The style of the Dasam Granth is mainly a rhymed one because it was composed with a purpose to hear. History says that Guru Gobind Singh believed that the Sikh mind became weak on reading the Adi Granth. They could not even gather the courage to defend themselves. As a result the guru decided to form a scripture which would inspire the Sikhs to defend themselves. The guru's purpose behind the Dasam Granth was to instill within the minds of the Sikhs the courage to fight against all kinds of injustice.
The largest portion of the Granth is devoted to mythology and gives an account of Hindu mythological stories retold from a Gurmat perspective. The purpose of Guru Gobind Singh behind mentioning the fight of Durga with the demons was to instill a spirit of war within the minds of the Sikhs so that they are encouraged to defend themselves against any kind of injustice. The Jaapji Sahib, the Akal Ustat and the Bachittar Natak are wonderful pieces of composition in the Dasam Granth and serves as the core of religious practice among the Sikhs.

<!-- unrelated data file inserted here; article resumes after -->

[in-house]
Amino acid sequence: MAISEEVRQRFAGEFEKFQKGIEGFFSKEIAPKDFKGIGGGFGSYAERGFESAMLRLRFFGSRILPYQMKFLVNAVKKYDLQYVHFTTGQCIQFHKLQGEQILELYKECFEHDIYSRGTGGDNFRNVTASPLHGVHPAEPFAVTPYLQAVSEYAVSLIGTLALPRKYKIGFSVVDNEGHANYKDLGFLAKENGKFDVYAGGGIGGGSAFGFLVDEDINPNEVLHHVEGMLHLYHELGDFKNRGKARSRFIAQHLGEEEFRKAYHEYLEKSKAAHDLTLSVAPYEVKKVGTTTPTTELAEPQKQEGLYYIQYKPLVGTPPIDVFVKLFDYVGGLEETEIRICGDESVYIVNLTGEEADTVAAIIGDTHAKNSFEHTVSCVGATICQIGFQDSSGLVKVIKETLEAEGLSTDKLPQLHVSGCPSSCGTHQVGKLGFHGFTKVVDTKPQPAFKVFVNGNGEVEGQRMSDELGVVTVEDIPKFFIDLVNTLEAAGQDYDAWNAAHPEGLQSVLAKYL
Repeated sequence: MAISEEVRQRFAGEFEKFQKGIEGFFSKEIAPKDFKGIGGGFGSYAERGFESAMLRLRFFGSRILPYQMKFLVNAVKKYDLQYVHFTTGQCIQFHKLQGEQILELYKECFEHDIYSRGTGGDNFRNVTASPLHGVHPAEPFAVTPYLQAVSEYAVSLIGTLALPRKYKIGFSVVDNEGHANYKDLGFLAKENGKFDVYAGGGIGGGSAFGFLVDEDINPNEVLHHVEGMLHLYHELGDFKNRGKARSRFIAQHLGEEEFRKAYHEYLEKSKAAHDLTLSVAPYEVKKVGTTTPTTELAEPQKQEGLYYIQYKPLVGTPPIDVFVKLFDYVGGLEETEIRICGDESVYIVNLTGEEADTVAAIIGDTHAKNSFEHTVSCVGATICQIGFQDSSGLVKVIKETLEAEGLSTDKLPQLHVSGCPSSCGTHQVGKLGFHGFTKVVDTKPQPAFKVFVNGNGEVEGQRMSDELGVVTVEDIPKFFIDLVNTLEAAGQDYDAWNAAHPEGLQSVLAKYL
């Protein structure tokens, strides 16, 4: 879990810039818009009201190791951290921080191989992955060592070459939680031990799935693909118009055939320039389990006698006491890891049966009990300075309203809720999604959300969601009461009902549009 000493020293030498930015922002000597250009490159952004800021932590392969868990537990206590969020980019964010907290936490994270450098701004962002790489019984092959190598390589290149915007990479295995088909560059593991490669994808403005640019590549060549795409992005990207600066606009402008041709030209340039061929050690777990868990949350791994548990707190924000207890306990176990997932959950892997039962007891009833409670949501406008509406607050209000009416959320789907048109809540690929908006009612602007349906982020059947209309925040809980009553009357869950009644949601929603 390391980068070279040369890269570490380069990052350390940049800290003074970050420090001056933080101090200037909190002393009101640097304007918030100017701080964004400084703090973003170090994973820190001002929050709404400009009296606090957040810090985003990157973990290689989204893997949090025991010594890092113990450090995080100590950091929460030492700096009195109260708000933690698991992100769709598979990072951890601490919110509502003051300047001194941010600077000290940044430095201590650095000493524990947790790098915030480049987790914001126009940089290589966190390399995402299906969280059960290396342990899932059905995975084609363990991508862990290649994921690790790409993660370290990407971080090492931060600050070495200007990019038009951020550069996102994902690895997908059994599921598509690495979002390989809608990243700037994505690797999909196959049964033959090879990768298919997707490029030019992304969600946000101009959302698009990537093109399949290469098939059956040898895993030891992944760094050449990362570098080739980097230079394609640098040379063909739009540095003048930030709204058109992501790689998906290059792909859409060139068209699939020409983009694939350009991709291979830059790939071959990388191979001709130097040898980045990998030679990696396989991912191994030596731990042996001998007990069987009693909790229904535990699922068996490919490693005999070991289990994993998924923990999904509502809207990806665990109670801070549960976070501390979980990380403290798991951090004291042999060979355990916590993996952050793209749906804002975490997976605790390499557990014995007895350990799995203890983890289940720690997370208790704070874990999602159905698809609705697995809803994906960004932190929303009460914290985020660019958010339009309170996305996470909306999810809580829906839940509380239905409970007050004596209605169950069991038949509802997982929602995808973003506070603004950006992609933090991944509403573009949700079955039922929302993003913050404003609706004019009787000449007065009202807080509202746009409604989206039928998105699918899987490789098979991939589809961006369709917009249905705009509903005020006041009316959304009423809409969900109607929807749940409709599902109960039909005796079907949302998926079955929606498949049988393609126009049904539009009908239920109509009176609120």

The autobiographical part of the Dasam Granth consists of a detailed account of the life of Guru Gobind Singh. From the Dasam Granth we learn about his parentage, the various battles of courage that he had fought, his divine mission and also how he had received divine enlightenment.
The philosophical part of the Granth comprises adoration of the Almighty and explains the magnanimity of the Lord as the Creator of all things. It also explains how the Lord is the all powerful. Presently the Dasam Granth has been kept open in the Takht Patna Sahib, the Hazur Sahib Nander and the Takht Sach Khand. In all these places of Sikh worship the meanings of the contents of Dasam Granth are explained and importantly the Hukamnama has been taken from the Dasam Granth which serves as the command of the Sikh community.